Sun protection, UPF 50 and clothing

What can be better than a sunny day spent outdoors?! 
While sunshine is enjoyable it can also be dangerous because of its UV radiation!

When planning for an outdoor activity, keep in mind these information:

  • Ultraviolet, UV, radiation of sunlight, is harmful to our skin. Protect yourself with sunscreen cosmetics and sun-protective clothing.
  • Ultraviolet Protection Factor, UPF, indicates the level of fabric UV filtering abilities. UPF 30+ (1/30th of UV radiation penetrates the fabric) is considered sun protective. 50+ is the maximum rating possible.
  • Clouds and wind may let you underestimate the risk of UV, high altitudes or being around reflective surfaces increase your exposure to UV. 
  • Clothing that helps to provide sun protection: extended coverage, thicker and denser fabrics, polyester or nylon, quick-dry fabrics and darker colors. 

Outdooreer.com allows you to discover jackets that provide and guarantee high sun protection, filter them by UPF 50+.

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Sunlight and UV radiation

The ultraviolet or UV rays are electromagnetic radiation of the sunlight.

It is the ultraviolet rays of sun causes our skin to redden.
In the long run, exposure to UV light can cause sunburn, wrinkles, loss of elasticity in the skin, blisters, and even skin cancer. 

Sun protection, always be aware

Underestimate the risks at the sun exposure is easy.

The danger is that even on a cloudy day, the UV rays penetrate all kinds of clouds and can affect our skin as easily.

Be careful if your adventure takes you to some windy areas. Due to the wind’s chilling effect, the warmth of the sunlight on your skin is harder to detect, but the UV radiation stays as aggressive. 

In the adventures around some reflective surfaces like water, snow, ice and sand, keep in mind that those reflect the UV light right back at you. 

When climbing a mountain be aware, that the higher the altitude, the higher the concentration of UV radiation.  

But no matter where your adventures take you, you can still fully enjoy nature if you protect yourself with both sunscreen creams and UPF rated clothing.

UPF ratings in fabrics

Let’s take a look at the UPF rating.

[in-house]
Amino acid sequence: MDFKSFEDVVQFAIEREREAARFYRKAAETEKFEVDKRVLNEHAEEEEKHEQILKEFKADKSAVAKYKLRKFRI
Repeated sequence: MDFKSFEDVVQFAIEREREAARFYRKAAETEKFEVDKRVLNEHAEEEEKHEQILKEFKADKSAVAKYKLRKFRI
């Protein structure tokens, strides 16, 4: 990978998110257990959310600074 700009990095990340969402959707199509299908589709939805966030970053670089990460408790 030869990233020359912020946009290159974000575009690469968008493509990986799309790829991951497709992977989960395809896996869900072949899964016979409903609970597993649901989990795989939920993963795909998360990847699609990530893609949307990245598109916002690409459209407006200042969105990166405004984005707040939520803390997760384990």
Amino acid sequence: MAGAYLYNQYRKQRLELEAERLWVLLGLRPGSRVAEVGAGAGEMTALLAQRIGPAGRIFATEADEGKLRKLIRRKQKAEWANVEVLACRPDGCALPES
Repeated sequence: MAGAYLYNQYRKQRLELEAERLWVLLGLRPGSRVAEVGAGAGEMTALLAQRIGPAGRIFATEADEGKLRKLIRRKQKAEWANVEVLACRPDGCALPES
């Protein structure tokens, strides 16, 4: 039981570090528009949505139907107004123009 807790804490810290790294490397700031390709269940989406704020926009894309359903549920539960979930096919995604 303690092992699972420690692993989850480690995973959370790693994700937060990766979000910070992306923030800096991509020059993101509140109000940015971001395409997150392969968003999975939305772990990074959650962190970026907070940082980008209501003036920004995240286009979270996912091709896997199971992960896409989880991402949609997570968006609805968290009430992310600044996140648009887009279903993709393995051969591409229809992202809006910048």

The ultraviolet protection factor, UPF, indicates how well the fabric filters the ultraviolet radiation. A UPF rating of 50 means that only 1/50th –  or about 2 percent – of the UV radiation actually goes through the fabric. 

 UPF ratings can be explained as follows :

  • Good: UPF of 15 to 24, with 93.3 – 95.9% of UV radiation blocked.
  • Very good: UPF of 25 to 39,  with 96.0 – 97.4% of UV radiation blocked.
  • Excellent: UPF of 40 to 50, 97.5 – 98+ of UV radiation blocked.

The highest achievable UPF rating for clothing is 50+. A UPF of 30 or higher is necessary for the product to be given the Skin Cancer Foundation’s seal of recommendation

Most of the summer fabrics have a rating of up to 20 UPF and the fabrics with UPF rating less than 15, are not considered sun-protective.

Discover the jackets that guarantee a UPF 50+ protection.

Look for the UPF rating when choosing new clothes

The UPF rating is essential for choosing new outdoor gear.
In walk-in stores, it can be found on a tag or even printed on the fabric. As for the webshops, you can check the UPF rating of the piece of clothing from the list of its features.

Clothing for enhancing UV protection

When buying new gear is not an option, take into account the following technical features of the clothing.

It goes without saying, the most efficient way to ensure your skin is protected, is to choose the clothes with extended coverage areas.  

  • Shirts – with high collar, long sleeves possibly with hand coverage and thumbholes. 
  • Caps and hats – with a wide brim and neck capes.
  • Pants – long enough, not to expose your legs during activities.

Also, a looser cut will prevent fabrics from stretching. Stretching of the fabric during outdoor activities can weaken the UV protection, as more UV light can sneak in between the weaves.

The thickness of the fabric also deserves attention: thicker fabrics with denser weaves filter UV light more thoroughly. That’s why the worn off garments with their weakened structure lose some of the UV-filtering abilities.

Fabrics’ fiber types also matter. Natural fabrics as cotton and hemp do not provide enough protection. Wool, silk and viscose do a bit better job at filtering UV light, polyester and nylon perform best. 

Especially Quick-Dry artificial fabrics can have great sun-protective properties. Usually, when the fabric gets wet, the UPF decreases drastically, in some cases up to 50%. Quick-dry fabrics, dry super fast, what minimizes the time of compromised ultraviolet protection factor.

The color of the fabric also can influence its effectiveness against the uv light penetration. In most cases, due to the fabric dying process, darker or even the more vibrant coloring enhances the fabric’s ability to filter UV radiation. 

All the features listed above are here to help you to minimize damage from the UV light when gearing up for new adventures.

Washing UPF fabrics

Elements of the sun-protection strategy can range from yarn selection to fabric construction to the use of special finishes (especially for light colors). To launder fabrics with a UPF rating, simply wash in cold water and tumble dry low (or line dry to reduce environmental impact).